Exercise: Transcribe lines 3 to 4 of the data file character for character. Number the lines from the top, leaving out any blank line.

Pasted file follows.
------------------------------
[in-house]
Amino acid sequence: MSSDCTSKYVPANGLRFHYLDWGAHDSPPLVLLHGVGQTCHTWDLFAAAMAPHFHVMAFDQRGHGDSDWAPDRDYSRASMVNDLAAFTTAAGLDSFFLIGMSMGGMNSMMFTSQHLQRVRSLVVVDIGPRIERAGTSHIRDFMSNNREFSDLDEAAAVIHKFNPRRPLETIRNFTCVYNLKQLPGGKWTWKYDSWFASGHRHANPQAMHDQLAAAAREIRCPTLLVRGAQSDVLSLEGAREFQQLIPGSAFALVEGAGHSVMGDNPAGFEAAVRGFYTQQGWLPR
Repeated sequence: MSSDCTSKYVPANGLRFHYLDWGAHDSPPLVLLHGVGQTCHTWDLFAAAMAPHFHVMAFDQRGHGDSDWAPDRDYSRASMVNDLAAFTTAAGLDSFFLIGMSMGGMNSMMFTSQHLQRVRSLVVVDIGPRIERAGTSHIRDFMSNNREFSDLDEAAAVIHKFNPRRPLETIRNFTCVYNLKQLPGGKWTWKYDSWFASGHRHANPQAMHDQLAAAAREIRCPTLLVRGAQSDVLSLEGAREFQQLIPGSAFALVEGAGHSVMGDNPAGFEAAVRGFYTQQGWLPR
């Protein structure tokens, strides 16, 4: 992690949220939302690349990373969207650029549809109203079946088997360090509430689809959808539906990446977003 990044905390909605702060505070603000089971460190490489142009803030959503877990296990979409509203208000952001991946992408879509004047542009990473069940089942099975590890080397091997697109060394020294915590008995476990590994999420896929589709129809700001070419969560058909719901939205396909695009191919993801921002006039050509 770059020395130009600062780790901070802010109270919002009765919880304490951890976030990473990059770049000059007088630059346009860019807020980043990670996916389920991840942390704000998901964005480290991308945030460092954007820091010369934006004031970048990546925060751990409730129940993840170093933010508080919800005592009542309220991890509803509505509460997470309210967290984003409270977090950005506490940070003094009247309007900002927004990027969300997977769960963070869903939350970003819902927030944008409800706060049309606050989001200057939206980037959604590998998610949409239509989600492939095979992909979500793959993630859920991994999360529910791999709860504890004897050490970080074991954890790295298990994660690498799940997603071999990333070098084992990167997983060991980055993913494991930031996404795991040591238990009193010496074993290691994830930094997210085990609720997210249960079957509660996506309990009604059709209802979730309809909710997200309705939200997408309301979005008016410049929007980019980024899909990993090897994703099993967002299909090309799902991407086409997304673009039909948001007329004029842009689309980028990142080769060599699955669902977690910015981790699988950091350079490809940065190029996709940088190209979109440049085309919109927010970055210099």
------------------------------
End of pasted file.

Repeated sequence: MSSDCTSKYVPANGLRFHYLDWGAHDSPPLVLLHGVGQTCHTWDLFAAAMAPHFHVMAFDQRGHGDSDWAPDRDYSRASMVNDLAAFTTAAGLDSFFLIGMSMGGMNSMMFTSQHLQRVRSLVVVDIGPRIERAGTSHIRDFMSNNREFSDLDEAAAVIHKFNPRRPLETIRNFTCVYNLKQLPGGKWTWKYDSWFASGHRHANPQAMHDQLAAAAREIRCPTLLVRGAQSDVLSLEGAREFQQLIPGSAFALVEGAGHSVMGDNPAGFEAAVRGFYTQQGWLPR
């Protein structure tokens, strides 16, 4: 992690949220939302690349990373969207650029549809109203079946088997360090509430689809959808539906990446977003 990044905390909605702060505070603000089971460190490489142009803030959503877990296990979409509203208000952001991946992408879509004047542009990473069940089942099975590890080397091997697109060394020294915590008995476990590994999420896929589709129809700001070419969560058909719901939205396909695009191919993801921002006039050509 770059020395130009600062780790901070802010109270919002009765919880304490951890976030990473990059770049000059007088630059346009860019807020980043990670996916389920991840942390704000998901964005480290991308945030460092954007820091010369934006004031970048990546925060751990409730129940993840170093933010508080919800005592009542309220991890509803509505509460997470309210967290984003409270977090950005506490940070003094009247309007900002927004990027969300997977769960963070869903939350970003819902927030944008409800706060049309606050989001200057939206980037959604590998998610949409239509989600492939095979992909979500793959993630859920991994999360529910791999709860504890004897050490970080074991954890790295298990994660690498799940997603071999990333070098084992990167997983060991980055993913494991930031996404795991040591238990009193010496074993290691994830930094997210085990609720997210249960079957509660996506309990009604059709209802979730309809909710997200309705939200997408309301979005008016410049929007980019980024899909990993090897994703099993967002299909090309799902991407086409997304673009039909948001007329004029842009689309980028990142080769060599699955669902977690910015981790699988950091350079490809940065190029996709940088190209979109440049085309919109927010970055210099």